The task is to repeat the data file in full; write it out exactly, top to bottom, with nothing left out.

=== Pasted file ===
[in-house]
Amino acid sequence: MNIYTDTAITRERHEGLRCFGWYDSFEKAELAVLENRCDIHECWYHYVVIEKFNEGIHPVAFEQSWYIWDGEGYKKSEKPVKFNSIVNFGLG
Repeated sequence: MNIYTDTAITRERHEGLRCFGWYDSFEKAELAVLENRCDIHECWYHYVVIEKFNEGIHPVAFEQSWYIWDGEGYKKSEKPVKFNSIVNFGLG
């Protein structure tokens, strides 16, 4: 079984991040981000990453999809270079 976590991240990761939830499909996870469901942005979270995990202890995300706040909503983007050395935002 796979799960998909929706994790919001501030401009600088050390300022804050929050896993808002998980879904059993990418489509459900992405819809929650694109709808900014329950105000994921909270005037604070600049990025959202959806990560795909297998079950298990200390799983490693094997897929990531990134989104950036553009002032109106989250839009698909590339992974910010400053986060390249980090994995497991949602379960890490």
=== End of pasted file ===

[in-house]
Amino acid sequence: MNIYTDTAITRERHEGLRCFGWYDSFEKAELAVLENRCDIHECWYHYVVIEKFNEGIHPVAFEQSWYIWDGEGYKKSEKPVKFNSIVNFGLG
Repeated sequence: MNIYTDTAITRERHEGLRCFGWYDSFEKAELAVLENRCDIHECWYHYVVIEKFNEGIHPVAFEQSWYIWDGEGYKKSEKPVKFNSIVNFGLG
């Protein structure tokens, strides 16, 4: 079984991040981000990453999809270079 976590991240990761939830499909996870469901942005979270995990202890995300706040909503983007050395935002 796979799960998909929706994790919001501030401009600088050390300022804050929050896993808002998980879904059993990418489509459900992405819809929650694109709808900014329950105000994921909270005037604070600049990025959202959806990560795909297998079950298990200390799983490693094997897929990531990134989104950036553009002032109106989250839009698909590339992974910010400053986060390249980090994995497991949602379960890490």